Forgotten Fridays: Jennifer Eight

Thanks for checking out our Forgotten Fridays feature. This is a feature to review some older films that maybe you have forgotten about or maybe never got around to seeing that we just want to share. They may not be old, maybe not forgotten, but they are not new. Just fun to share.

Today, we review Jennifer Eight

Written and Directed by: Bruce Robinson
Starring: Andy Garcia, Uma Thuman, John Malkovich and Lance Henriksen
Released: November 6, 1992

When the police discover a dead woman in a garbage landfill, one of them, a newly transferred Josh Berlin (Garcia) believes that she is the latest victim of an unsolved string of serial murders. Since the victims IDs are not known, the police nickname them “Jennifers”. However, as Berlin digs deeper into the case, he finds that there may have been a witness to the latest killing. The only problem is that potential witness, Helena (Thurman) is blind, and thus considered unreliable. The killer, on the other hand, does not see it that way. Berlin’s determination to keep the cases active also have a downside, as he himself becomes a suspect after another officer winds up dead.

All of the actors give fine performances, not one character is wasted. Everyone serves a purpose. But it should clearly be pointed out that each performance is enhanced a great deal as a result of the cinematography by Conrad Hall.. The overall look of the film has low-key lighting. Helena may be blind,but as the film progresses, we ourselves may as well be. Throughout the entire film, scenes are underlit, even when they take place on Christmas Eve. Characters also have to move around in dark places or in thick, visually impaired weather conditions. The killer uses this to his advantage, which in turn turns up the tension level. The only light we see is the light available, and sometimes all that is is a flashlight or two. All the rest is negative space.

Christopher Young’s score in the film is one of his best the composer has ever done. There is a great scene in where Berlin goes into a building which we have been around in the day, but at night it’s another ballgame. Listen to the music as the character probes around looking for the suspect, you’ll hear what I mean. The score enhances the film’s effectiveness by leaps and bounds.

I have said that not one character is wasted and everyone has a purpose. That’s true. It’s also true that one character, an FBI played by John Malkovich, helps eat up a lot of screen time which proposes the plot twist of Berlin becoming a possible suspect in his own case. The scenes work and Malkovich chews up his scenes with authority. There’s even a minute where he literally, in a chair, slowly circles the other actor like a shark going in for a kill. Malkovich is mesmorizing. But this diversion takes a long spell in the film. I get the idea that even if we, the audience know there’s no possible way Berlin could be the killer, it is the idea of having a drawn out detour and then a roadblock for the protagonist that is effective. We also don’t buy the possibility of the FBI investigator-interrogator being the killer either. Considering the chronological chain of events, it is smart to introduce this character at this time. In and of itself it isn’t a terrible bit in the film. But when the point is made, it outstays the welcome.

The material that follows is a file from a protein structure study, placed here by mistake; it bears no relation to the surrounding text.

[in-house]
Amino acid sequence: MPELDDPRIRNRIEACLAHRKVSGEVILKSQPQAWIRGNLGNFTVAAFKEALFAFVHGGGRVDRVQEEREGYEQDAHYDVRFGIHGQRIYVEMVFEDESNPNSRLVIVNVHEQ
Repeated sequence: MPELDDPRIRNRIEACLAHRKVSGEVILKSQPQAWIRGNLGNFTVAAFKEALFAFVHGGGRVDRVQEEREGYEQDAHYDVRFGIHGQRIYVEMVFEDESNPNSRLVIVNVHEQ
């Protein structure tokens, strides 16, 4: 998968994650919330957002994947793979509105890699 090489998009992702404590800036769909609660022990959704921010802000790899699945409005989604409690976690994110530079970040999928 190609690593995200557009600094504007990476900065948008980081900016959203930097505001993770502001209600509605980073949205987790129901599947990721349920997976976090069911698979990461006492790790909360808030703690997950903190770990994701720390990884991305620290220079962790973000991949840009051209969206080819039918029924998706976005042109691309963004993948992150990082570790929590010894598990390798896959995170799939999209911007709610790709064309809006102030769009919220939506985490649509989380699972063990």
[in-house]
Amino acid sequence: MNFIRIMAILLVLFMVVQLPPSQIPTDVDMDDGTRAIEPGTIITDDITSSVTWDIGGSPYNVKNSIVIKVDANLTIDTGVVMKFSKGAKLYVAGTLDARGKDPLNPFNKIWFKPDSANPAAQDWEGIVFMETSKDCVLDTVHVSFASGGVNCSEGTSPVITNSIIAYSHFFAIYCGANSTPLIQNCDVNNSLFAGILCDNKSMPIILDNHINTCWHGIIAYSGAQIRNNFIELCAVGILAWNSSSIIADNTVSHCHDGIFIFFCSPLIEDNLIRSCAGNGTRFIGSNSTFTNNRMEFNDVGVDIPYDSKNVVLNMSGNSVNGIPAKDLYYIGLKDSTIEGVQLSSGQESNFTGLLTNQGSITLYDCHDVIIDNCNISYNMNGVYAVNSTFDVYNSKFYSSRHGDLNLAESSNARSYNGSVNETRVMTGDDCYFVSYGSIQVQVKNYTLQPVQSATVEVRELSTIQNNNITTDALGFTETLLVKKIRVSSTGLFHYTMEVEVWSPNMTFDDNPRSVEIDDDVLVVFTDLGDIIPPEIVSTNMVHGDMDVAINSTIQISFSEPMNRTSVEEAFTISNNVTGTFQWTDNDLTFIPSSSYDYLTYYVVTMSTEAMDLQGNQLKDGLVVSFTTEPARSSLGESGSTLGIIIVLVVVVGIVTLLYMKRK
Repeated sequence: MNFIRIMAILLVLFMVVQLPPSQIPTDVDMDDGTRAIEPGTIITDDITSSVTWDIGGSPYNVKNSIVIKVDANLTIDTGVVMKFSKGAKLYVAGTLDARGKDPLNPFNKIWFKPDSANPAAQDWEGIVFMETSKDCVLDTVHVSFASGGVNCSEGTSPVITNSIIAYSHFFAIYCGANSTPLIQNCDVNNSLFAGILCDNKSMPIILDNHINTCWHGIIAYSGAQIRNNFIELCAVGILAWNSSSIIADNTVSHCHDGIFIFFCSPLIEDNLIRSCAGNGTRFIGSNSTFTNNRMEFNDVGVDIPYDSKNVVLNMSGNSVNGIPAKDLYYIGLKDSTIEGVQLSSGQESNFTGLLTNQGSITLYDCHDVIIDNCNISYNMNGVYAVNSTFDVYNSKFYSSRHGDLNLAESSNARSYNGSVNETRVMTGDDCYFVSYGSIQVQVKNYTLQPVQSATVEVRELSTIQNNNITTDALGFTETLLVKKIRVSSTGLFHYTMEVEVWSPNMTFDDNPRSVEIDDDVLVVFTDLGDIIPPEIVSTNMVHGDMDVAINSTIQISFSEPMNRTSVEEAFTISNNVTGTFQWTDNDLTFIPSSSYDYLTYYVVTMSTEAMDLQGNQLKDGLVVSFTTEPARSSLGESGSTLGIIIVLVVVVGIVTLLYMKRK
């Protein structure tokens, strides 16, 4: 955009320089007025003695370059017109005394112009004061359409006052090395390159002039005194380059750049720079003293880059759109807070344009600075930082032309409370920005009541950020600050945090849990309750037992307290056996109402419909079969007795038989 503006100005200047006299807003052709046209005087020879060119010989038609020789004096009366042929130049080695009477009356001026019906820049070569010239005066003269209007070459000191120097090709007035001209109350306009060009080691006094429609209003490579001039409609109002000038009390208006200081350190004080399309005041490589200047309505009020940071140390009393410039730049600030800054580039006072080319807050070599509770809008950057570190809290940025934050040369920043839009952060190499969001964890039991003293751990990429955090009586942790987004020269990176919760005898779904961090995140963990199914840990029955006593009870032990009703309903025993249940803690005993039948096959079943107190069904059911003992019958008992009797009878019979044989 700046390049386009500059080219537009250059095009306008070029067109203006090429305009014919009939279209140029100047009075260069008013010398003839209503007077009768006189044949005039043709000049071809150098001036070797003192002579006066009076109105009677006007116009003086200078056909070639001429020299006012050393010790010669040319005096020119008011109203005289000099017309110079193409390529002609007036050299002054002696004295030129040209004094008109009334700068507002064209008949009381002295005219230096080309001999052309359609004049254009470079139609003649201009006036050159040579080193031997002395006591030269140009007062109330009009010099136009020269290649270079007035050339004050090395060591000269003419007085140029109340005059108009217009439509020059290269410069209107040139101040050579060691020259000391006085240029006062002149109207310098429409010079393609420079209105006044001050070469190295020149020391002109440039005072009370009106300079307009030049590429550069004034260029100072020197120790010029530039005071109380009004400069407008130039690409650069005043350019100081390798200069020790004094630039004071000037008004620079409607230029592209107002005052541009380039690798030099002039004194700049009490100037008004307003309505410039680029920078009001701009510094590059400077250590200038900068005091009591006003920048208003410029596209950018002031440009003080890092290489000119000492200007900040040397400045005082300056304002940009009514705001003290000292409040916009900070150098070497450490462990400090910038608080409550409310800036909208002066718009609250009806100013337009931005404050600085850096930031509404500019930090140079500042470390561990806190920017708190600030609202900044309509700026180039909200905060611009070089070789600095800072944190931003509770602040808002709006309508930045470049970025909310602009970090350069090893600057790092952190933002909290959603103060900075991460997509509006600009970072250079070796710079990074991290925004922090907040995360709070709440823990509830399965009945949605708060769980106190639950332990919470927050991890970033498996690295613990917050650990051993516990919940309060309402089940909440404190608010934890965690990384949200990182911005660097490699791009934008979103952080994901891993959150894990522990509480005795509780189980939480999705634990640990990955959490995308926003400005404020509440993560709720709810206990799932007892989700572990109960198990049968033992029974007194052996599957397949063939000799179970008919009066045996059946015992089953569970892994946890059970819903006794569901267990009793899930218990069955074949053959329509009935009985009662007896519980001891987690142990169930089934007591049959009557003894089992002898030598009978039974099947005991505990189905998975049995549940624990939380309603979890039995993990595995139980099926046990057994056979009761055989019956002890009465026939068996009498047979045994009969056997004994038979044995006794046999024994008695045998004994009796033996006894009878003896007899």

While I didn’t mind the ending, I can, in retrospect, understand why the film didn’t quite connect with audiences when first released. Aside from the disappointing reveal on what the killer’s day job is (I tend to find these surprises not that surprising, but cliché) there is the universal story problem where said killer is stopped- but not by either lead. It is a nice twist but unsatisfying. Audiences would expect that either Helena herself could trick the killer and defend herself or that Berlin would stop the killer. I’m not suggesting the ending is “bad”, it’s just “disappointing”. Another good film to compare this to is Michael Apted’s thriller “Blink”, released the following year. That film had some similarities, (it also deals with a blind witness only she ‘sees’ the killer after getting eye surgery) but that ending had more punch because it opts more for a traditional antagonist-protagonist showdown. Here’s a question to be asked about “Jennifer’s” ending. Whose story is it? It could be Berlin’s, whose walking through dark places and low visibility suggest that he could be the one to square off against his foe. It could be Helena’s, who is living in darkness. The film decides to rob us of this. It walks a fine line in becoming one of those pictures whose endings dismantle the entire film. It didn’t, but it came dangerously close.

“Jennifer 8” is a tight, well shot moody thriller that draws you in with the story, characters and photography. There is one slow, yet effective subplot regarding the suspicion of Berlin as a suspect himself, but the actors involved keep it going. You even wish there was more Malchovich. I think this is a great, underrated film to study for the writing and cinematography.

Since all of these Forgotten Friday reviews are going to be what I would already give a high rating to, I had a Tv, Rent or Buy scale going on, but it would seem that an overwhelming majority of my picks get a BUY rating.

So with every Forgotten Friday you see from now on, you get to rate your anticipation for yourself!

TV If you are at least a little curious, catch it if it comes on TV.
Rent If it is something you have heard of and forgotten, or just remember enjoying this as much as I did once upon a time, go rent it.
Buy But if you are like me, and you agree with my review you should go buy it. If its featured here, I already have.

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"Revenge is sweet and not fattening." Alfred Hitchcock

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